Anne Olson, Alexandra Gill and Andrew Morrison talk for a cause at The Art of Food Writing

Globe and Mail food critic Alexandra Gill

The Art of Food Writing Event, held at UBC's Cecil Green Park House, was not your typical charity function. It allowed engaging one-on-one interactions between renowned food writers and the audience. Everyone left with a different perspective of food culture and gained respect for the amount of work that authors in this industry put into their work.

The panel of speakers included Alexandra Gill, the famed food critic for The Globe and Mail. Gill talked about how she began her career covering arts and culture in Toronto. Only after she moved to Vancouver did she realize how important food was to readers on the West Coast. As a widely known food critic, Gill said that anonymity is ideal in her field, though the concept is somewhat overrated. She joked that her opinion couldn't be swayed by extra dinner courses and copious amounts of wine, adding that she might even expose restaurants that try to bribe her for a good review.  The next speaker was Andrew Morrison, the editor of Scout Magazine and restaurant critic for the Westender. Morrison said that he grew up in a family of restaurateurs, and eventually found himself passionate about food writing. An especially interesting feature that Scouts Magazine has is a list of up and coming dining hotspots which keeps readers up to date and informed about the ever changing food scene in the city.    

   

The last speaker of the evening was Food Network celebrity chef Anna Olson. She is known for her appearance in the shows Sugar and Fresh and has recently published her seventh cookbook, “Back to Baking.” Though she is an avid pastry chef now, Olson went through major career changes to get where she is today. She recounted how she began working in Toronto's financial district after completing a political science/sociology degree, before it suddenly dawned on her one night that she was destined to cook for a living.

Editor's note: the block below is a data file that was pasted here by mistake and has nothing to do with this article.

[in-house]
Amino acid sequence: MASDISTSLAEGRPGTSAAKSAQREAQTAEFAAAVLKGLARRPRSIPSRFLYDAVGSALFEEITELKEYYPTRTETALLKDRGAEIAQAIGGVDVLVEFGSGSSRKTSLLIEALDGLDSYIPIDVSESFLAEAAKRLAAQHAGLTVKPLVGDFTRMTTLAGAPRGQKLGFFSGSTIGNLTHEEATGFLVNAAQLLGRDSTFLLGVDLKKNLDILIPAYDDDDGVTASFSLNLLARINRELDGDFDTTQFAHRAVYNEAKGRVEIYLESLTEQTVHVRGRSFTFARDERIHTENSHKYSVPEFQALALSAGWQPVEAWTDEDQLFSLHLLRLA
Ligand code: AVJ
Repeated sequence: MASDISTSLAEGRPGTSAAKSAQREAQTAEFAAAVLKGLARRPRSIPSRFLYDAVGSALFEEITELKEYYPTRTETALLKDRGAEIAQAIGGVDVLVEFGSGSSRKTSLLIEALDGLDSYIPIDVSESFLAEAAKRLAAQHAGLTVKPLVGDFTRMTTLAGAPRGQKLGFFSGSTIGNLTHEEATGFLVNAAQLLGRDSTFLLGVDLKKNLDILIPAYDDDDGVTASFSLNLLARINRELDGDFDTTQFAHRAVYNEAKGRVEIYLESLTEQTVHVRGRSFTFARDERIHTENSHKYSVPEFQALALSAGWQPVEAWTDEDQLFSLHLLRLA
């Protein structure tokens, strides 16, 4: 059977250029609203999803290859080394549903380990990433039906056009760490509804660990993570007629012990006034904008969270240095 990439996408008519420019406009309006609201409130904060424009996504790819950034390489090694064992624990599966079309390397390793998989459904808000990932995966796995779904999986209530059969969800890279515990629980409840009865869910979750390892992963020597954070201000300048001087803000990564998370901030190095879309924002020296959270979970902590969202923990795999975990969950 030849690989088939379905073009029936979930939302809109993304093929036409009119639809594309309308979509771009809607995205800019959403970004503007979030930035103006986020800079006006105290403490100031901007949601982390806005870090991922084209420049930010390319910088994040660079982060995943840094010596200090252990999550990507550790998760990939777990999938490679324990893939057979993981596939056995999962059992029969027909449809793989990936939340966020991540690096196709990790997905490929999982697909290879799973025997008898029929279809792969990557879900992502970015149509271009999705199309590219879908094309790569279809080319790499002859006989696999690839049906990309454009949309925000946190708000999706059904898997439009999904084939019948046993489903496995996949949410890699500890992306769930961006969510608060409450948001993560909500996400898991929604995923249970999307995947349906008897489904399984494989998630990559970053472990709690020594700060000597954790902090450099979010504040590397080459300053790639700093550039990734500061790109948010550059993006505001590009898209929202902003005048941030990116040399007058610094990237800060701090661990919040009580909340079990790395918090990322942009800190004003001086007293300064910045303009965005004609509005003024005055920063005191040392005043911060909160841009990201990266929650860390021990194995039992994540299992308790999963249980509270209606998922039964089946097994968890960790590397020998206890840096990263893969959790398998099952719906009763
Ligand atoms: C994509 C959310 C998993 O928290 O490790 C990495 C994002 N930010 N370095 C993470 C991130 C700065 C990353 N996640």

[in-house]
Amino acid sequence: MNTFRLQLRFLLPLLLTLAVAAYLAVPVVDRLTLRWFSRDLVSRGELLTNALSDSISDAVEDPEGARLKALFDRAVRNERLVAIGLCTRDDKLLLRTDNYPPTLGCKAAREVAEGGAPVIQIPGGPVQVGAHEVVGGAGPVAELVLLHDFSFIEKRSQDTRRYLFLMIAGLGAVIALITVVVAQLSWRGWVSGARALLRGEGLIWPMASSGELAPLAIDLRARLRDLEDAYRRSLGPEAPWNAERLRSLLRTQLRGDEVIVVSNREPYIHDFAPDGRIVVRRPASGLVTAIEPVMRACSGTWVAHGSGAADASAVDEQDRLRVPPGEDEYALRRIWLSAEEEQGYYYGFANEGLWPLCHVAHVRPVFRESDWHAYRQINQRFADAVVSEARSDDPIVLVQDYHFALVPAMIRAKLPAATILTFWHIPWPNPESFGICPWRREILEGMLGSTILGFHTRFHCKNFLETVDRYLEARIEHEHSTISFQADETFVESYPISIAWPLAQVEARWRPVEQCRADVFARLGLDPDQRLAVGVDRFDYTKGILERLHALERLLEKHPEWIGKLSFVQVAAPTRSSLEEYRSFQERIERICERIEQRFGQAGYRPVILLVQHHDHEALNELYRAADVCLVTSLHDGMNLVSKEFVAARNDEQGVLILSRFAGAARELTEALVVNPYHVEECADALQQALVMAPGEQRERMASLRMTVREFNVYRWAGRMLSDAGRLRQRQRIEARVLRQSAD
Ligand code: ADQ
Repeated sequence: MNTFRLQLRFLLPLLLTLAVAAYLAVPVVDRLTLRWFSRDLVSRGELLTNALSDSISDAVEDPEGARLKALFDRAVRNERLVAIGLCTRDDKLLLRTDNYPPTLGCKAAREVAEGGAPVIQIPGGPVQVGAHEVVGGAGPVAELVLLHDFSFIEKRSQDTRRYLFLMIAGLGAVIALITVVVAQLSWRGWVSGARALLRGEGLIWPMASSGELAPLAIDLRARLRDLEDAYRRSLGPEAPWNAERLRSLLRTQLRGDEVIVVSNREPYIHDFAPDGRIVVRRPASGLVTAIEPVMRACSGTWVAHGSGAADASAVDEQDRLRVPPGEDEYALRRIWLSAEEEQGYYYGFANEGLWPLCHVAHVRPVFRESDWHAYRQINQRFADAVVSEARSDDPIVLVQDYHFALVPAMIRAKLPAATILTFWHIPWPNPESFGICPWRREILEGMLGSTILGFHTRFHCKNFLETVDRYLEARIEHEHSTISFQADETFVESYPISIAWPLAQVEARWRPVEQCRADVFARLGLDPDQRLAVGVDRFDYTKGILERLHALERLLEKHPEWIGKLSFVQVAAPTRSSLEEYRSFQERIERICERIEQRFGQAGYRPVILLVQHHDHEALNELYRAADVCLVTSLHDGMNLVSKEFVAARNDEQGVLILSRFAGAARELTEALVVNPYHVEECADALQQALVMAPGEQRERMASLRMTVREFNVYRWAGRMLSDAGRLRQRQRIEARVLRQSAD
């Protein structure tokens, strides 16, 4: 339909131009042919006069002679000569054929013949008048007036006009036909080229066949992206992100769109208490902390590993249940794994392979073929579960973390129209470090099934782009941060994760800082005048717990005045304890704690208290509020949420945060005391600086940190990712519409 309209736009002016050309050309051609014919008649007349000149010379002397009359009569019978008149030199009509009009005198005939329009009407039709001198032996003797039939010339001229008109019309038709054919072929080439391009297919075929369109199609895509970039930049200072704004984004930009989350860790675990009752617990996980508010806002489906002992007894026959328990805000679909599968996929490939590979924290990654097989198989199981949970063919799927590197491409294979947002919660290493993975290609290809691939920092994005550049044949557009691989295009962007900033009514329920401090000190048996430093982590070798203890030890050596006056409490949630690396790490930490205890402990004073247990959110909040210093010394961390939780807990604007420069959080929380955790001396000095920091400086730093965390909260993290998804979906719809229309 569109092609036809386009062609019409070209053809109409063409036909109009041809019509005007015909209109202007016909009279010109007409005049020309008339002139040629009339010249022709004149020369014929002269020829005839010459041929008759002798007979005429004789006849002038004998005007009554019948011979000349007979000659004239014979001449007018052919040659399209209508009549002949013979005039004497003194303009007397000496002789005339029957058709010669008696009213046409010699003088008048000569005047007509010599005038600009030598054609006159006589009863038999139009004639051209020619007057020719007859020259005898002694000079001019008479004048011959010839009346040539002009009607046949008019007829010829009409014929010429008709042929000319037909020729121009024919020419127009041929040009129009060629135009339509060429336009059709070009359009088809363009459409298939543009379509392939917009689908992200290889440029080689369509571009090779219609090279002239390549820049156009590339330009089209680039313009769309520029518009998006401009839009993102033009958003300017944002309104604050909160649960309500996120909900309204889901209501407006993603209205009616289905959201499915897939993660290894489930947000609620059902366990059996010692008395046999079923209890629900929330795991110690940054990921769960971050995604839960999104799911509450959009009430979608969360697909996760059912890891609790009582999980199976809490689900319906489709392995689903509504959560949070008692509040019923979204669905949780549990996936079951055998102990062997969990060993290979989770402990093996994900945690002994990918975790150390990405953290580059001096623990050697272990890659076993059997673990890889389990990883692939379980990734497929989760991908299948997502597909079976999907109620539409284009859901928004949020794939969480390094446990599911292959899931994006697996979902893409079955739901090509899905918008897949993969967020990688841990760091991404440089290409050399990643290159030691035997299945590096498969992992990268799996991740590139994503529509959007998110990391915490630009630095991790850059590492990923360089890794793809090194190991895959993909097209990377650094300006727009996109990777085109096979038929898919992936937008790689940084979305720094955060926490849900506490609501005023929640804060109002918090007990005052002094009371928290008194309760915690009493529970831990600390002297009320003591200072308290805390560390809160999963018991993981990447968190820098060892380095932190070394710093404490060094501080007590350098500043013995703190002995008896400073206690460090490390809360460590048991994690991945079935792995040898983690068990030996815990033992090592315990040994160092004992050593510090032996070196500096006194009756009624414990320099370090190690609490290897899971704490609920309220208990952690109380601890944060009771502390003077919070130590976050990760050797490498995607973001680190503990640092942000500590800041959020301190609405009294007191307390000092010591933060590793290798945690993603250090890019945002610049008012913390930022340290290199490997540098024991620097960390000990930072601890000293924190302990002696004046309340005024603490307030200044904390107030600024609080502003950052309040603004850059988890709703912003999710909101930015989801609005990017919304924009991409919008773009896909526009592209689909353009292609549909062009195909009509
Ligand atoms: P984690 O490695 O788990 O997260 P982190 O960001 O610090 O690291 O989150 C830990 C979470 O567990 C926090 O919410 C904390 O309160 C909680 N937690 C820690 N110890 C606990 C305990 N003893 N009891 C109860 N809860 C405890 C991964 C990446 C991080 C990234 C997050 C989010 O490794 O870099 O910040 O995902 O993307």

Though the guest speakers were from very different backgrounds, their common ground -- food, that is -- allowed them to expand on each other’s answers and spark conversations with the audience.

All the proceeds collected through the fundraiser talks go towards the KidSafe Writers’ Room Program, which helps at-risk and vulnerable children between the ages 5-13. The program encourages children to try creative writing, and gives the the opportunity to work one-on-one with mentors. The organization provides a nuturing atmosphere for children even during school breaks so they are more likely to stay on the right track.

For more information on how you can help or donate, visit www.kidsafe.ca.

Be sure to check back for our exclusive interview with the one and only Anna Olson!

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